On summer Saturdays, dish! Chef Jenna Johansen visits the Edwards Farmers’ Market, often arriving in pajamas early enough to see grasshoppers and wet soil still clinging to produce fresh from the farm. Like other valley chefs who embrace farm-to-table cooking, Johansen incorporates whatever local farmers proffer into her flexible menu. If one week yields plums, she adds a plum dessert. Another week, she may weave in beets or beans. “When food is in season, it’s less expensive and more flavorful,” she says. “Why would you not want to cook that way?”
Fairly recently, farm-to-table cooking became de rigueur among chefs in the know. Today, the term has entered the vernacular, signaling a shift from trendy buzz to a movement with roots. Savvy eaters know it’s not enough to buy food with “organic” slapped on the label. Food that’s grown closer to home, generally on small-scale farms, offers healthier options and reduces the food industry’s carbon footprint to boot.
Perhaps you’ve already embraced the idea and mingle lithely with chefs like Johansen at farmers’ markets. Now it’s time to take your principles on the road, because a slew of Vail Valley restaurants employ these ingredients in their menus.
Like Johansen, chef Kelly Liken finds produce for her namesake restaurant in Vail from farmers’ markets. The Top Chef finalist, who so pleased Michelle Obama’s palate when the First Lady dined in Vail that Mrs. Obama invited her to cook at the White House, takes her commitment to sustainable food a step further: she works with the local Sowing Seeds organization to teach children to grow their own food.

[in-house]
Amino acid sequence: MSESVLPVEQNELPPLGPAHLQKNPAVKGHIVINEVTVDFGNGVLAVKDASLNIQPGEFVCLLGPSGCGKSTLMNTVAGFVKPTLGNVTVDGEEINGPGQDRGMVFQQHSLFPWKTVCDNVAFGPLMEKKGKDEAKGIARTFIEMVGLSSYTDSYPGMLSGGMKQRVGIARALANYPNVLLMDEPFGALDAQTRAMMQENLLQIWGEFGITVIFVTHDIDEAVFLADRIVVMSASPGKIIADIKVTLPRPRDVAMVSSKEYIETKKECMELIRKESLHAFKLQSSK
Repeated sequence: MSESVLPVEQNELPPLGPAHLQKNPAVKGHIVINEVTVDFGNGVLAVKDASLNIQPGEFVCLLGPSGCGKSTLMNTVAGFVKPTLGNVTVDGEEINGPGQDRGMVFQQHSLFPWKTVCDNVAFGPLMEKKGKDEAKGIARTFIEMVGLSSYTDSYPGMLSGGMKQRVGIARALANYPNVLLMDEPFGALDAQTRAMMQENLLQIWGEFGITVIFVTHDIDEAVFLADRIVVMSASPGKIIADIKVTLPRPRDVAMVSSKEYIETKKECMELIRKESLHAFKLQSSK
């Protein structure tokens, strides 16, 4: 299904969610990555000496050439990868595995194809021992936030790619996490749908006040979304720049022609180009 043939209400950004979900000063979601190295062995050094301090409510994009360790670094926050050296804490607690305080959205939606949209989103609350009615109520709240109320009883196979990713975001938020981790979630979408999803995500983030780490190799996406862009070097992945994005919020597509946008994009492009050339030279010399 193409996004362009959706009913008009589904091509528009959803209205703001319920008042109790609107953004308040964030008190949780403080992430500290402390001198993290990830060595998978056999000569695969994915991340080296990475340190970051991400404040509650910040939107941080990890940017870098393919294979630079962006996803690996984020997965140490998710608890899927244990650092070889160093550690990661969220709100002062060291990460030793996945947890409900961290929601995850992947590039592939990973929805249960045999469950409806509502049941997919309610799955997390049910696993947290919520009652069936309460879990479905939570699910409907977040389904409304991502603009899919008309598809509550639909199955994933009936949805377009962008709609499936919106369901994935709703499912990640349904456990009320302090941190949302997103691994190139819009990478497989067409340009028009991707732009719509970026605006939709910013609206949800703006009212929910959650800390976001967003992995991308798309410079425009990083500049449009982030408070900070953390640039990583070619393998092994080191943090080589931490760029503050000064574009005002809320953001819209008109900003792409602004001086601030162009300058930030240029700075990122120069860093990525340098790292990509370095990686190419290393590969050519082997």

A number of restaurants further shorten the distance to your table by cultivating ingredients in their own gardens to complement what they buy locally. Along with dish!, Chris Irving and Pollyanna Forster co-own eat!, another must-try establishment in Edwards. Says Irving, “Our herb garden at the front is beautiful, and we are growing more kale this year. Our fish is line-caught, no nets. The chicken is organic, no injections.”
At the base of Beaver Creek, Mirabelle’s chef and owner Daniel Joly uses his own fresh ingredients to create elegant French dishes. “At the back of Mirabelle, we have the luxury of ground,” he says. “It’s just logical.” What comes out of that parcel of earth is mouth-watering: rhubarb, oregano, thyme, green onions, watercress, fresh mint, and rosemary. Joly also grows baby jalapeños to add spice to certain desserts, like the raspberry jalapeño chocolate tart and chocolate truffles jalapeño.
At Avon’s West Coast–themed Restaurant Avondale, Chef Jeremy Kittelson serves produce from his riverside garden and from Colorado farmers, prepared “the way ingredients talk to us,” he explains. “I have always created relationships with farmers. We’re not doing this as a trend.”
Several local farms and ranches stock the farmers’ markets, as well as selling directly to restaurants. LaVenture Farms in Gypsum grows root vegetables and greens for Vail’s Larkspur restaurant and Restaurant Avondale, and it sells organic produce online. Eaton Ranch in Edwards raises free-range, hormone-free Angus beef that graces dish!’s menu.
Copper Bar Ranch west of Edwards brings the cycle full circle. In addition to selling produce to Restaurant Avondale, dish!, Kelly Liken, and Larkspur, on July 20 the ranch will host the roving restaurant Outstanding in the Field (outstandinginthefield.com). Visiting the valley for its second year, the moveable feast brings eaters as close to the source as possible, inviting them to eat in the fields where their food grows. “We’ve been growing here for thirty years for our family,” says Kerry Donovan of the ranch, her family farm, which sells produce at the Vail Farmers’ Market. “This is our fourth season to sell. You can’t get more organic than we are.”
“You’re under a rock if you aren’t learning about farm-fresh-to-table,” says dish!’s Johansen. “Shame on anybody who is not cooking that way.”